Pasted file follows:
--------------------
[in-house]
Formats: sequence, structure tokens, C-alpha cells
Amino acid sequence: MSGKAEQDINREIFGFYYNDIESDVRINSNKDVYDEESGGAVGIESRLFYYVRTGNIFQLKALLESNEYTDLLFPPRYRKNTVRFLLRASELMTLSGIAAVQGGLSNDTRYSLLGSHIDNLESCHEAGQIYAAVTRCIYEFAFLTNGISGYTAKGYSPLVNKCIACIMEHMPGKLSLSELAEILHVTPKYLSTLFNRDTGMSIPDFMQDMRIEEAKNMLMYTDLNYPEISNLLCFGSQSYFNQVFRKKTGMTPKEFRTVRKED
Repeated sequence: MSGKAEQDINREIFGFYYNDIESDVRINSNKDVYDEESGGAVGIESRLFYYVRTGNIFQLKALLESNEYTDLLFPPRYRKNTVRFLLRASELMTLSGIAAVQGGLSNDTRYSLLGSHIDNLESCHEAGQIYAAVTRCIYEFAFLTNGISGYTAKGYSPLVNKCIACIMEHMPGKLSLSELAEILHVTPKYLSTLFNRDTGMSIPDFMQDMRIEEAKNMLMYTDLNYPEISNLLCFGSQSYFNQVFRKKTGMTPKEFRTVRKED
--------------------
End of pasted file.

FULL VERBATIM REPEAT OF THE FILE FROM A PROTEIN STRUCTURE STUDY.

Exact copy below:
[in-house]
Formats: sequence, structure tokens, C-alpha cells
Amino acid sequence: MSGKAEQDINREIFGFYYNDIESDVRINSNKDVYDEESGGAVGIESRLFYYVRTGNIFQLKALLESNEYTDLLFPPRYRKNTVRFLLRASELMTLSGIAAVQGGLSNDTRYSLLGSHIDNLESCHEAGQIYAAVTRCIYEFAFLTNGISGYTAKGYSPLVNKCIACIMEHMPGKLSLSELAEILHVTPKYLSTLFNRDTGMSIPDFMQDMRIEEAKNMLMYTDLNYPEISNLLCFGSQSYFNQVFRKKTGMTPKEFRTVRKED
Repeated sequence: MSGKAEQDINREIFGFYYNDIESDVRINSNKDVYDEESGGAVGIESRLFYYVRTGNIFQLKALLESNEYTDLLFPPRYRKNTVRFLLRASELMTLSGIAAVQGGLSNDTRYSLLGSHIDNLESCHEAGQIYAAVTRCIYEFAFLTNGISGYTAKGYSPLVNKCIACIMEHMPGKLSLSELAEILHVTPKYLSTLFNRDTGMSIPDFMQDMRIEEAKNMLMYTDLNYPEISNLLCFGSQSYFNQVFRKKTGMTPKEFRTVRKED